The AAM’s Chip Davis looks back on 35 years of healthcare system savings from generic pharmaceuticals in the US, and the peril the generics industry faces from the Lower Health Care Costs Act.


A key provision of our generic pharmaceutical architecture is in jeopardy. The “180-day exclusivity” is the sugar in the Hatch-Waxman cupcake, if you will. It is the reason that generic manufacturers take on large—and ever-expanding—brand-name drug patent monopolies

To celebrate the 35th anniversary of the Hatch-Waxman Act, which launched the generic pharmaceutical industry in the United States, my colleagues at the Association for Accessible Medicines gave out free cupcakes on Capitol Hill.


It was a sweet reminder of Hatch-Waxman, which unleashed dramatic savings for patients and taxpayers—USD 2 trillion in the last decade, according to IQVIA. The legislation also triggered investment in research and development that has resulted in better cures and treatments for a range of conditions—“the best medicine that pharmaceutical science can provide,” as President Ronald Reagan proclaimed when he signed the law.


Today, however, a key provision of our generic pharmaceutical architecture is in jeopardy. The “180-day exclusivity” is the sugar in the Hatch-Waxman cupcake, if you will. It is the reason that generic manufacturers take on large—and ever-expanding—brand-name drug patent monopolies. And it is the reason that patients have expedited access to more affordable versions of life-saving medicines. Without this critical ingredient, the generic cupcake crumbles.


The so-called Lower Health Care Costs Act (S. 1895) contains some worthy ideas for eliminating surprise medical bills, but it also includes ideas that will result in less competition and higher prices. In particular, Section 205 of the Lower Health Care Costs Act targets 180-day exclusivity in a manner that could have grievous consequences for the industry and for patients.


Under current law, 180-day exclusivity rewards generic companies that take on the expense and risk of challenging patents that protect expensive brand-name drugs. Specifically, the first generic company that files a substantially complete abbreviated new drug application (ANDA) with at least one patent challenge is rewarded with a short 180-day window during which that company is the only generic on the market. That incentive structure has paid major dividends: Generic companies vigorously compete with one another to quickly develop more affordable versions of brand-name drugs, and more Americans than ever have access to treatments that previously were unaffordable.


As drafted, Section 205 would significantly change the terms of exclusivity so that a first generic applicant’s 180-day exclusivity is triggered—and lost—for reasons outside the first applicant’s control. Under the bill, exclusivity is lost if:

  • a subsequent generic applicant has tentative approval;
  • no first applicant has final approval;
  • thirty three months have passed since the first applicant submitted its application; and
  • The thirty-month stay has been lifted as to one first applicant.


That first applicant’s exclusivity is thus triggered even if it is actively and diligently pursuing final approval. In other words, a first applicant can do everything right and still lose its exclusivity. It might be dealing with a citizen petition filed by a brand-name drug company or a last-minute labeling change by the brand-name company. Or it could be patiently waiting for FDA to inspect its facilities. Under all of these circumstances, that first applicant could lose its exclusivity.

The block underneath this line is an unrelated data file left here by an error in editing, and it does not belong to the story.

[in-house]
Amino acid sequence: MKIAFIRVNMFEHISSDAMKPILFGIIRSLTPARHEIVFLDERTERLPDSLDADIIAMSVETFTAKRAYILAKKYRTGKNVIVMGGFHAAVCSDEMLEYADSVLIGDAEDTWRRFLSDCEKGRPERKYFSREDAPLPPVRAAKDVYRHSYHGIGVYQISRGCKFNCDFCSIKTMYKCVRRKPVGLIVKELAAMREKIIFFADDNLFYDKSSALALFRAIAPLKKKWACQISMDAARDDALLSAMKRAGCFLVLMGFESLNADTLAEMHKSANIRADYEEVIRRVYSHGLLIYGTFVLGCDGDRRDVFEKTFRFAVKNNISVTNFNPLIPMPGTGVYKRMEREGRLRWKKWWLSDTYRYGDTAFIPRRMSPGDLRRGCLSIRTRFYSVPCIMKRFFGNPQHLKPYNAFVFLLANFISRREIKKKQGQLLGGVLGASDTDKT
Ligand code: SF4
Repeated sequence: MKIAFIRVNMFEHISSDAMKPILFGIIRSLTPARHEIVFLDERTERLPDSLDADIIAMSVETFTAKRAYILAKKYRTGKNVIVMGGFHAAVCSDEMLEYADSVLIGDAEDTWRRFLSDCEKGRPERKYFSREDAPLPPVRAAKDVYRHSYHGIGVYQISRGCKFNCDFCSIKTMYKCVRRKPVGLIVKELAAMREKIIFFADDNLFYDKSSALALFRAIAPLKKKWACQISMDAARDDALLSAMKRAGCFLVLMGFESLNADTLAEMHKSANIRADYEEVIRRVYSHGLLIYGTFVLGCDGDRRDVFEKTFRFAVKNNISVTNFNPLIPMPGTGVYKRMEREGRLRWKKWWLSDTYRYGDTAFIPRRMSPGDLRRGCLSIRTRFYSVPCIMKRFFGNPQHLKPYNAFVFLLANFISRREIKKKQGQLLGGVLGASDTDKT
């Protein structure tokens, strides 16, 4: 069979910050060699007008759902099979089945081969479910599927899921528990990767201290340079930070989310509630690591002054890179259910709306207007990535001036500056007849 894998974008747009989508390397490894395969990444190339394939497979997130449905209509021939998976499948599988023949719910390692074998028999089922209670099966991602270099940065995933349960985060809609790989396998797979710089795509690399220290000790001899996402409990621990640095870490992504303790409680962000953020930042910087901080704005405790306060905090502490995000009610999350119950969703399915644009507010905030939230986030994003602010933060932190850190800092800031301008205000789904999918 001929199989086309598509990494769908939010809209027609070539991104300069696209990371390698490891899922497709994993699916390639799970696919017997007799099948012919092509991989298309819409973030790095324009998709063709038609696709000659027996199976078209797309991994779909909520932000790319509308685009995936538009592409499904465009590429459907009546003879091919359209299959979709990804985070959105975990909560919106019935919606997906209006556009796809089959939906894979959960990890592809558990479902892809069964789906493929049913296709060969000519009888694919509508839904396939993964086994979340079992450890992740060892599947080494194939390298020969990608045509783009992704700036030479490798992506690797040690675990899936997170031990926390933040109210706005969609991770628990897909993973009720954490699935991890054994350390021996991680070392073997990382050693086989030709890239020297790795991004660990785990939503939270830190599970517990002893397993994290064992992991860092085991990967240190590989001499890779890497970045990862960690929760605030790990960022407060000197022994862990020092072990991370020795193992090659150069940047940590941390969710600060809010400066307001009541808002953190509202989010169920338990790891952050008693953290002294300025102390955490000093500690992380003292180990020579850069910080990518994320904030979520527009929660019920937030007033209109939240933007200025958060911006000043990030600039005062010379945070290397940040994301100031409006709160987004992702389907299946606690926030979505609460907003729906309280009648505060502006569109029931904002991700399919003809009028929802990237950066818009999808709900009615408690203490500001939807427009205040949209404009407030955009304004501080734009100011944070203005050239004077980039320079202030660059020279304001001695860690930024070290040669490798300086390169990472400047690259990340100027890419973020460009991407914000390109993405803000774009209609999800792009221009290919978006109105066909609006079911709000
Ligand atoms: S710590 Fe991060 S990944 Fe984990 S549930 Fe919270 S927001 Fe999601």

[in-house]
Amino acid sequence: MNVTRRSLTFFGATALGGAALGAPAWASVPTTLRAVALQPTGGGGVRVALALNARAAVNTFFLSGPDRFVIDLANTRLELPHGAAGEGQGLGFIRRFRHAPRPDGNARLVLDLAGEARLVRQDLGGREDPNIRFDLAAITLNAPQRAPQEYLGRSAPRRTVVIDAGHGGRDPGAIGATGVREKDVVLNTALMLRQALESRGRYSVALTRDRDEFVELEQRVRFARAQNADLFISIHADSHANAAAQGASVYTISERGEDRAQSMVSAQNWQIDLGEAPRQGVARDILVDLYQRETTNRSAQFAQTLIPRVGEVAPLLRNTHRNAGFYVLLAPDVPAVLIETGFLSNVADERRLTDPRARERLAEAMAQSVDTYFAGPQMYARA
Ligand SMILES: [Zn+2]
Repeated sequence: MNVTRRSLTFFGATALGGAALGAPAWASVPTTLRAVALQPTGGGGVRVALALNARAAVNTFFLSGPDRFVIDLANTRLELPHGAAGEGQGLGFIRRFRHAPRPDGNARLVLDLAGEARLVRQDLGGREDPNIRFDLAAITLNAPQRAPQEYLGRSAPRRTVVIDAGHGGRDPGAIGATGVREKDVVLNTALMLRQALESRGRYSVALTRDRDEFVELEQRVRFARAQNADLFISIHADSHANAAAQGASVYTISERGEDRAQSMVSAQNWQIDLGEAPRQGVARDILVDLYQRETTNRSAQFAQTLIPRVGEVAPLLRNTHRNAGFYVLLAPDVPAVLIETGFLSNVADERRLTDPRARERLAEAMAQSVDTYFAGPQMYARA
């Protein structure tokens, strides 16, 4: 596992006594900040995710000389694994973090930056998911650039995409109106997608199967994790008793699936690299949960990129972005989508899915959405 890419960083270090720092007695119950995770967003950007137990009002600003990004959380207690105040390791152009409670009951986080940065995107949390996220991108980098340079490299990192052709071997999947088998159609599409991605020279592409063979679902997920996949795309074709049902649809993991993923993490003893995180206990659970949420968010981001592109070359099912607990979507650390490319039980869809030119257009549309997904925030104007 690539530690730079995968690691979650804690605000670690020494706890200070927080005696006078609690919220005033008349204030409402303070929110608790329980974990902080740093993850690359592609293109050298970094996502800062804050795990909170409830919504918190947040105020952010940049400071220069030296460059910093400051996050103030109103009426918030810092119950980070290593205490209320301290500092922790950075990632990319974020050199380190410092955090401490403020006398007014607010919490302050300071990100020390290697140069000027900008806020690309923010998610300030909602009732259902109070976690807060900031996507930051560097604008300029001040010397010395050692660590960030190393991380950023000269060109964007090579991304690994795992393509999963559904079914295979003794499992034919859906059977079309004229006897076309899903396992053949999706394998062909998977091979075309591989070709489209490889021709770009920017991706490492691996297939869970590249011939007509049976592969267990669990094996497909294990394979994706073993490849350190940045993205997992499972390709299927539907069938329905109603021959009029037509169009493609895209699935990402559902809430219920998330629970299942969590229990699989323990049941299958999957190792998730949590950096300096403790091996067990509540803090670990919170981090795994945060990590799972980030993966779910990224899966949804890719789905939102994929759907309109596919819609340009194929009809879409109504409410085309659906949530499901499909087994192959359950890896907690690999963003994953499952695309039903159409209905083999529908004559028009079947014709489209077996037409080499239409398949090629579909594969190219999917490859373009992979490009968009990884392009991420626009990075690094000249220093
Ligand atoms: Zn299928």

Unsurprisingly, Section 205 would actually inflict major harm upon an industry that already operates on paper-thin margins. Economists have been warning for years that further attenuation these margins could lead to companies exiting the market for some drugs—driving prices up and potentially resulting in shortages. Making exclusivity less certain and more unpredictable decreases its value. That means that fewer generic companies will take on the effort and risk—sometimes as much as $1 million per patent—of challenging expensive brand-name drug patents. And ultimately patients will suffer. They will have to pay higher brand-name prices for longer.


Fundamentally upending 180-day exclusivity is not the answer here. Former US FDA Deputy Commissioner William B. Schultz and Former US FDA Associate Commissioner Margaret M. Dotzel note in an editorial that existing legislation has already solved alleged generic “parking”— the purported problem that Section 205 seeks to solve. Indeed, the Medicare Modernization Act “ensure[s] that a generic company cannot block subsequent generics by sitting on this exclusivity — if they do, they forfeit the 180 days. Thus, FDA already has the tools it needs to ensure that additional generics are not blocked from coming on the market.”


As Kurt R. Karst observes in a blog , “Enactment of the proposed language would almost certainly lead to costly and time-consuming litigation…. Moreover, the [legislation] could allow for myriad other circumstances outside of alleged ANDA ‘deficiencies’ to trigger 180-day exclusivity.” And in another blog, Karst argues that Section 205 “would punish ANDA applicants eligible for 180-day who are diligently pursuing final application approval and would further dilute and cheapen the 180-day exclusivity incentive Congress created in the 1984 Hatch-Waxman Amendments.”


Rather than cheapening medicines, Karst points out, the proposal would cheapen exclusivity—the very incentive that drives the industry. And, by cheapening exclusivity, Section 205 will ultimately lead to higher drug prices for patients. And this will ultimately be antithetical to the entire purpose of the Lower Health Care Costs Act.